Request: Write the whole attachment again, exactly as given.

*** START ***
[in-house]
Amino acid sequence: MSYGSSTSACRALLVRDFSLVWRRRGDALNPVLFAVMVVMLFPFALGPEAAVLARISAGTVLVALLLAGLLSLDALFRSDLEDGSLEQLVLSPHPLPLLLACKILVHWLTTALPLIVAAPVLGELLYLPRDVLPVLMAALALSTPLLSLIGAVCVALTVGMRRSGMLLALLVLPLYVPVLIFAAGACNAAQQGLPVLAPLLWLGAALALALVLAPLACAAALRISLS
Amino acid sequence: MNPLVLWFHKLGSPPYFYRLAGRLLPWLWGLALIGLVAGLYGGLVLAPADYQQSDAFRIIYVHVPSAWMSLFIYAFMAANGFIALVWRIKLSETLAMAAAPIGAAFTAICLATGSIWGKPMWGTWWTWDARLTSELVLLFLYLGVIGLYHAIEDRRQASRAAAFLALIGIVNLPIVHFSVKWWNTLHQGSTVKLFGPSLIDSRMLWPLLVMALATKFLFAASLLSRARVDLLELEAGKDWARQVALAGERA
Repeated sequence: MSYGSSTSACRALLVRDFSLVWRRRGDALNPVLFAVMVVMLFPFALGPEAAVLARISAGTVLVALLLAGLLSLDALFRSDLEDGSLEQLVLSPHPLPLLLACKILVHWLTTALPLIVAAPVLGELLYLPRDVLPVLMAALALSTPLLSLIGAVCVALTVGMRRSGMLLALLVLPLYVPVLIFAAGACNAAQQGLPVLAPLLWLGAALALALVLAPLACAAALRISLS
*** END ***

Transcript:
[in-house]
Amino acid sequence: MSYGSSTSACRALLVRDFSLVWRRRGDALNPVLFAVMVVMLFPFALGPEAAVLARISAGTVLVALLLAGLLSLDALFRSDLEDGSLEQLVLSPHPLPLLLACKILVHWLTTALPLIVAAPVLGELLYLPRDVLPVLMAALALSTPLLSLIGAVCVALTVGMRRSGMLLALLVLPLYVPVLIFAAGACNAAQQGLPVLAPLLWLGAALALALVLAPLACAAALRISLS
Amino acid sequence: MNPLVLWFHKLGSPPYFYRLAGRLLPWLWGLALIGLVAGLYGGLVLAPADYQQSDAFRIIYVHVPSAWMSLFIYAFMAANGFIALVWRIKLSETLAMAAAPIGAAFTAICLATGSIWGKPMWGTWWTWDARLTSELVLLFLYLGVIGLYHAIEDRRQASRAAAFLALIGIVNLPIVHFSVKWWNTLHQGSTVKLFGPSLIDSRMLWPLLVMALATKFLFAASLLSRARVDLLELEAGKDWARQVALAGERA
Repeated sequence: MSYGSSTSACRALLVRDFSLVWRRRGDALNPVLFAVMVVMLFPFALGPEAAVLARISAGTVLVALLLAGLLSLDALFRSDLEDGSLEQLVLSPHPLPLLLACKILVHWLTTALPLIVAAPVLGELLYLPRDVLPVLMAALALSTPLLSLIGAVCVALTVGMRRSGMLLALLVLPLYVPVLIFAAGACNAAQQGLPVLAPLLWLGAALALALVLAPLACAAALRISLS